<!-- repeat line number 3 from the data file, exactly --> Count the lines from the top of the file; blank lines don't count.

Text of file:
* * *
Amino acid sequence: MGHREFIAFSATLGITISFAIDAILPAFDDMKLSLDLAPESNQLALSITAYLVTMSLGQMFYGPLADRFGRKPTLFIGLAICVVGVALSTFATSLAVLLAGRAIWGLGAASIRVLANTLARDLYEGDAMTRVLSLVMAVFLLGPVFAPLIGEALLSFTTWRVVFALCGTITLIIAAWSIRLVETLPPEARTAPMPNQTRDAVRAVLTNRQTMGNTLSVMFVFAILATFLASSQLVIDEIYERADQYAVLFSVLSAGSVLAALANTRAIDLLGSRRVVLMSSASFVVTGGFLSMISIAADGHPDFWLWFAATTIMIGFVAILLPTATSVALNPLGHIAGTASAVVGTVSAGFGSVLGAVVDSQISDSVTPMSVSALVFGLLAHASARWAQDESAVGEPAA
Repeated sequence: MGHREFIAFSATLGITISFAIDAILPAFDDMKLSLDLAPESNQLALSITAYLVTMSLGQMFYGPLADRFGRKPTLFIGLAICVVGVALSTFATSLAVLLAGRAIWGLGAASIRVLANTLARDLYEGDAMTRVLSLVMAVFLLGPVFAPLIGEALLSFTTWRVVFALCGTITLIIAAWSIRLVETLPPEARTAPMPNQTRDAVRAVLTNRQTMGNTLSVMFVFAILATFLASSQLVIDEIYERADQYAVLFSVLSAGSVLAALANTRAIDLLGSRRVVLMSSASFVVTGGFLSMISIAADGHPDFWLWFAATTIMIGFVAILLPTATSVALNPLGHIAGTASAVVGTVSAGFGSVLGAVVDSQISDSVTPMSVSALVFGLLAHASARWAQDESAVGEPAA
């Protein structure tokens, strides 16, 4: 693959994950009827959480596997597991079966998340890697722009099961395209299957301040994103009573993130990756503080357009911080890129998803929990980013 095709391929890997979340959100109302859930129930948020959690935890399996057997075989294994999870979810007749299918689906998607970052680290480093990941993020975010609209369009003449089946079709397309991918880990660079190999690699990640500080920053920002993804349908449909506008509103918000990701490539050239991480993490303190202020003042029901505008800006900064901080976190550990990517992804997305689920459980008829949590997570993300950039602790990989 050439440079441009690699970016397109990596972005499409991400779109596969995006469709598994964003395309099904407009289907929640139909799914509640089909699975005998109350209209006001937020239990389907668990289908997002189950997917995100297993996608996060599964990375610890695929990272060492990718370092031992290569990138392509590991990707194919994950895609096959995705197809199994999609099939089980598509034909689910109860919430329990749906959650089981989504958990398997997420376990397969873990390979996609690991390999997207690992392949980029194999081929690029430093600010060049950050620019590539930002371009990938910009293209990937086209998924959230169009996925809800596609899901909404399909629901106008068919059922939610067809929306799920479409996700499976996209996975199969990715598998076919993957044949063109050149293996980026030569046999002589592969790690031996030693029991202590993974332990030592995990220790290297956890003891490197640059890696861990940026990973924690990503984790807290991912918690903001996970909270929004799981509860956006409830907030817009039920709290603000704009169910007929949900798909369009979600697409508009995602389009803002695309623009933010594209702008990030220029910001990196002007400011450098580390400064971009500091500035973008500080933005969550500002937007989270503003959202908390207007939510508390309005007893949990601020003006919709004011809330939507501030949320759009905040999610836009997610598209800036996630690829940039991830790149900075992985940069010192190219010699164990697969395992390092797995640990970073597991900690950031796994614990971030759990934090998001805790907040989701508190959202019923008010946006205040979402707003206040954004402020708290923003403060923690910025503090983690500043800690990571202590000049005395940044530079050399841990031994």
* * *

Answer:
């Protein structure tokens, strides 16, 4: 693959994950009827959480596997597991079966998340890697722009099961395209299957301040994103009573993130990756503080357009911080890129998803929990980013 095709391929890997979340959100109302859930129930948020959690935890399996057997075989294994999870979810007749299918689906998607970052680290480093990941993020975010609209369009003449089946079709397309991918880990660079190999690699990640500080920053920002993804349908449909506008509103918000990701490539050239991480993490303190202020003042029901505008800006900064901080976190550990990517992804997305689920459980008829949590997570993300950039602790990989 050439440079441009690699970016397109990596972005499409991400779109596969995006469709598994964003395309099904407009289907929640139909799914509640089909699975005998109350209209006001937020239990389907668990289908997002189950997917995100297993996608996060599964990375610890695929990272060492990718370092031992290569990138392509590991990707194919994950895609096959995705197809199994999609099939089980598509034909689910109860919430329990749906959650089981989504958990398997997420376990397969873990390979996609690991390999997207690992392949980029194999081929690029430093600010060049950050620019590539930002371009990938910009293209990937086209998924959230169009996925809800596609899901909404399909629901106008068919059922939610067809929306799920479409996700499976996209996975199969990715598998076919993957044949063109050149293996980026030569046999002589592969790690031996030693029991202590993974332990030592995990220790290297956890003891490197640059890696861990940026990973924690990503984790807290991912918690903001996970909270929004799981509860956006409830907030817009039920709290603000704009169910007929949900798909369009979600697409508009995602389009803002695309623009933010594209702008990030220029910001990196002007400011450098580390400064971009500091500035973008500080933005969550500002937007989270503003959202908390207007939510508390309005007893949990601020003006919709004011809330939507501030949320759009905040999610836009997610598209800036996630690829940039991830790149900075992985940069010192190219010699164990697969395992390092797995640990970073597991900690950031796994614990971030759990934090998001805790907040989701508190959202019923008010946006205040979402707003206040954004402020708290923003403060923690910025503090983690500043800690990571202590000049005395940044530079050399841990031994």